Retiresavvy looks at the people who have most affected your pensions for better or worse – and why…
George Osborne & Steve Webb
It’s probably an understatement to say that George Osborne has been a divisive Chancellor, but it’s on his watch that the much-vaunted pension freedoms that end the requirement for most retirees to buy an annuity will be introduced.
Pension Minister Steve Webb has been a tireless champion of pensions and pensioners. Widely admired by the industry, his ideas on allowing pensioners to sell their existing annuities were picked up and turned into a policy at the last Budget. He has also been a very strong advocate of auto-enrolment, which is bringing millions of people into saving more or saving for the first time.
VERDICT: Heroes – many pensioners will have more flexibility in terms of how they spend their hard-earned savings in retirement, while auto-enrolment looks set to help reverse the UK’s long-term decline in pension saving.
One of the most visible and recognisable faces commenting on pensions who can regularly be seen on TV news, Ros has tirelessly pushed her pro-older worker agenda. Recent years have seen her taking the role of Director
General of older persons’ organisation SAGA from 2010 to 2013, while in 2014 she was appointed by the Government to be older workers’ tsar.
Ros has campaigned hard on behalf of workers and pensioners who have lost out by companies going bust and played a role in the creation of the Pension Protection Fund, an insurance ‘lifeboat’ for schemes, and other protective framework around pensions.
VERDICT: Hero – Ros is the closest thing the older generation has to a national spokesperson on pension issues.
Googling ‘Gordon Brown pension’ brings up over 3.8 million results. This is a good measure of just how controversial his 1997 decision to scrap the tax relief paid on dividends to pension schemes was.
The move has raised over £100 billion for the tax man – but is also widely recognised as being a major factor in employers choosing to close their final salary or defined benefit schemes. On the other hand, Gordon Brown introduced the £100-300 winter fuel payment for pensioners.
VERDICT: Mixed – while you’d be hard-pressed to find any spirited defence of Gordon Brown’s pension tax raid, the winter fuel allowance has been invaluable in helping many pensioners out of fuel poverty.
Maxwell’s impromptu late-night swim and the ensuing Mirror Group Pensions scandal in 1991, which revealed that the portly press baron had embezzled around £400million from his workers’ pension schemes, led to much stronger measures being put in place to protect pension scheme assets.
The reforms were made with the best of intentions and scheme assets are now arguably safer than they ever have been. But the ensuing red tape and regulation, including paying insurance premiums to the PPF and making sure schemes are fully funded – or have plans in place to close any shortfalls – have proven costly, leading many employers to wind down their defined benefit or final salary pension funds and close them to new members.
VERDICT: Villain – the shadow of the Mirror Pensions Group scandal looms large over the last 20 years of pensions policy.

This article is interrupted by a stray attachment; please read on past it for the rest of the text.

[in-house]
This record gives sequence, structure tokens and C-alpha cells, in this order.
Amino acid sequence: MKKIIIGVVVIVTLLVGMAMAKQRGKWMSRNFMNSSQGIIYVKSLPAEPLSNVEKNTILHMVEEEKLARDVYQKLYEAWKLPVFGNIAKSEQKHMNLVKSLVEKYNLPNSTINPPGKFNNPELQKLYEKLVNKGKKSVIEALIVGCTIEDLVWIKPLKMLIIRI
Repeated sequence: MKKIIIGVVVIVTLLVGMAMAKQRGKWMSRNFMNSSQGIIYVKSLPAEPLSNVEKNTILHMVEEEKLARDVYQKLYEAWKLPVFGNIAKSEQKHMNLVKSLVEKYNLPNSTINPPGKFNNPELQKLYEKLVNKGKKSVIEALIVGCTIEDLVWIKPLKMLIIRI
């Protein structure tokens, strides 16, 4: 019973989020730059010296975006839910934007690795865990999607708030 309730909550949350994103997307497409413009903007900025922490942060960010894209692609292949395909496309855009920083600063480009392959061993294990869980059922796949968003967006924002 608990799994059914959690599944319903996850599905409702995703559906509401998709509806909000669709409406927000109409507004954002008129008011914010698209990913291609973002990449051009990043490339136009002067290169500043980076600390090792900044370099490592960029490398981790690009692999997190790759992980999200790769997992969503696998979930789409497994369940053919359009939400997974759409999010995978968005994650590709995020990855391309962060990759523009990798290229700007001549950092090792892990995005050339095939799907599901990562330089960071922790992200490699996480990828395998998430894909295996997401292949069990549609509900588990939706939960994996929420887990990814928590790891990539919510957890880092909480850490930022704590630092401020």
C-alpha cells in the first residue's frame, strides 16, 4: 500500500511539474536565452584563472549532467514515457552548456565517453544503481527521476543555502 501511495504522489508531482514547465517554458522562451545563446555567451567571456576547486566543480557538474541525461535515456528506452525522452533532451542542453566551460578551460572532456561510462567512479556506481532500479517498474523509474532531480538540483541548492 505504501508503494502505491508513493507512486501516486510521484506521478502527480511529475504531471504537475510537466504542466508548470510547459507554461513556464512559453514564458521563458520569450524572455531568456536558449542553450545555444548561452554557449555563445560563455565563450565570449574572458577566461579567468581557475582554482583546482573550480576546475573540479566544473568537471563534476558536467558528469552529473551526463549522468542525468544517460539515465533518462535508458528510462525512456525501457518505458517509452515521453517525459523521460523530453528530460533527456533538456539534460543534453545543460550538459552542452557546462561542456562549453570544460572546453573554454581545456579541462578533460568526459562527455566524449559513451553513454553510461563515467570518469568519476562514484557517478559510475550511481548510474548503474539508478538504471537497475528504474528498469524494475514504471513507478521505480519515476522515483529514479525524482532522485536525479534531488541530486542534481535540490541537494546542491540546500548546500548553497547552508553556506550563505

In a bid to stop companies sheltering profits in pension funds in the 80s, the then-Chancellor of the Exchequer Nigel Lawson introduced a tax charge on scheme surpluses. This led to employers taking breaks from paying in – called ‘contribution holidays’ – and generally running down the often healthy state of their funds, and coincided with the golden age of generous early retirement deals.
Unsurprisingly, when stock markets dipped and the value of the investments pension schemes held fell, they were left with serious holes in their finances. Coupled with more onerous regulations, employers were left facing increased costs and gaping holes in their pension schemes that they had to fill.
VERDICT: Villain – what might have seemed like a short-term political gain ended up sewing the seeds of a serious and long-term decline of the UK’s final salary pension provision.
Mark Carney & Mervyn King
Current and former Governor of the Bank of England respectively, Carney and King have been pivotal in navigating the UK through the stormy waters of the financial crisis.
When Mervyn King cut the Bank of England Base Rate to 0.5% in 2009, little could he have known that it would remain at this level over five years later. The resulting low interest rates have been a mixed bag – good for many mortgage holders who have been able to benefit from lower payments, but bad news for savers.
The Bank of England also embarked on a £375 billion programme of Quantitative Easing (QE) – swapping government bonds for electronically-created cash in a bid to get money flowing into the economy. Pension funds and insurers are big holders of government bonds and have been adversely impacted by how QE has affected bond prices.
VERDICT: Mixed – the Bank of England’s decisive actions in the financial crisis arguably helped the UK, but savers and pension scheme members have been hit as a result.
What do you think of our verdicts? Are there any other pensions heroes or villains you’d name and why? Let us know in the comments below.
This article has been commissioned by retiresavvy and any opinions voiced are the author's own.
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